DUBAI (Reuters) - Yemeni Shi’ite rebels who have launched a rebellion in the north of the poorest Arab country said on Monday Saudi Arabian warplanes killed 16 Yemenis in a barrage of strikes over two days in the Yemen-Saudi border area.
The Houthi rebels — named after their leader Abdul-Malik al-Houthi — said on their website six people were killed and six more wounded when strikes destroyed two houses on Sunday.
Strikes killed 10 and wounded 13 in a market in another area on Saturday, the rebels said in a separate website statement.
Saudi defence ministry officials could not immediately be reached for comment.
Shi’ite rebels from the Zaidi sect in northern Yemen have fought government troops since 2004, complaining of social, economic and religious marginalisation.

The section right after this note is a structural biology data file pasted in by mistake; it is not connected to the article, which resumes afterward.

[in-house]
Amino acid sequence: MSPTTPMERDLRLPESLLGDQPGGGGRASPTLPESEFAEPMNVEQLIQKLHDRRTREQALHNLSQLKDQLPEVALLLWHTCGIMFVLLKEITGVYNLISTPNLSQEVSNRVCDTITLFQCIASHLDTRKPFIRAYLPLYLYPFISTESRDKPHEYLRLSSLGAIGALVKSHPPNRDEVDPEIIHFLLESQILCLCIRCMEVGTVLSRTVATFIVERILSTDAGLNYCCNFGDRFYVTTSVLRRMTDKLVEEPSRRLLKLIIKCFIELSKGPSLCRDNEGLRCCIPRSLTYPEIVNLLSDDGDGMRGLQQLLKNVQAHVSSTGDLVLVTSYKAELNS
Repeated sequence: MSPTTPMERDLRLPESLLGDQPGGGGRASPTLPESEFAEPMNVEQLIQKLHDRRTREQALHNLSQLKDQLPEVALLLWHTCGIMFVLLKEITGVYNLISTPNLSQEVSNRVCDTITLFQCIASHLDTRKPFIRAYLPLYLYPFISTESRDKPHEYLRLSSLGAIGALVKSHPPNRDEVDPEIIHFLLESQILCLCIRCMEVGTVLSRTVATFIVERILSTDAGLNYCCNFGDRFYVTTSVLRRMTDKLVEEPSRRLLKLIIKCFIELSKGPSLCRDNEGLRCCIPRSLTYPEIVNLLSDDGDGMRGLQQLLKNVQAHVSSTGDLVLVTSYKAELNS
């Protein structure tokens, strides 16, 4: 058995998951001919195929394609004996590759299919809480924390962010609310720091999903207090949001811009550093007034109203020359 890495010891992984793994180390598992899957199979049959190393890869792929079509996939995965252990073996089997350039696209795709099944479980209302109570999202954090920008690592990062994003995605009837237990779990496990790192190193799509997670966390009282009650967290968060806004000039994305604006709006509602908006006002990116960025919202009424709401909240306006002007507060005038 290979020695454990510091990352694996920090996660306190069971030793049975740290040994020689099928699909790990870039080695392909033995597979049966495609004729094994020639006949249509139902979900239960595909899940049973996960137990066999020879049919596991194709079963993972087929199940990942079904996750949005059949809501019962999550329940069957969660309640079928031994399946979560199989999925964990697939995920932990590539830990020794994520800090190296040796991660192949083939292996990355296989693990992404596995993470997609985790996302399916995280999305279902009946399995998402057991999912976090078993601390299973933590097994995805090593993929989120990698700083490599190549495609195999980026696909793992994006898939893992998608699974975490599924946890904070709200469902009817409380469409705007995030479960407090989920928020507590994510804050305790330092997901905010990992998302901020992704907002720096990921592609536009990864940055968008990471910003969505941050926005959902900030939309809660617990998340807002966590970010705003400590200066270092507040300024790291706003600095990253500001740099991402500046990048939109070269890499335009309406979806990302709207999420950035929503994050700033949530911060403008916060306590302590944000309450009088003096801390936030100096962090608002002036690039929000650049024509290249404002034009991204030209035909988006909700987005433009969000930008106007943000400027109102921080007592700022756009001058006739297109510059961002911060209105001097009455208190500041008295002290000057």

The conflict, which has killed hundreds and displaced tens of thousands, drew in neighbouring Saudi Arabia in November when rebels staged a cross-border incursion into the world’s biggest oil exporter.
Yemen, also facing separatist activity in the south, grabbed the international spotlight when al Qaeda said it was behind an attempt to bomb a U.S. passenger plane on Christmas Day.
The bomb attempt, by a Nigerian who said he had received training and equipment in Yemen, was a reminder of U.S. and Saudi fears that al Qaeda would exploit instability to turn Yemen into a launchpad for more attacks.
Yemeni warplanes also struck targets in the Saada region on Sunday, pounding it with rockets and mortar fire, the rebels said. The rebels said they had disabled an armoured vehicle and toppled a tank into a valley.
Reporting by Tamara Walid; Editing by Louise Ireland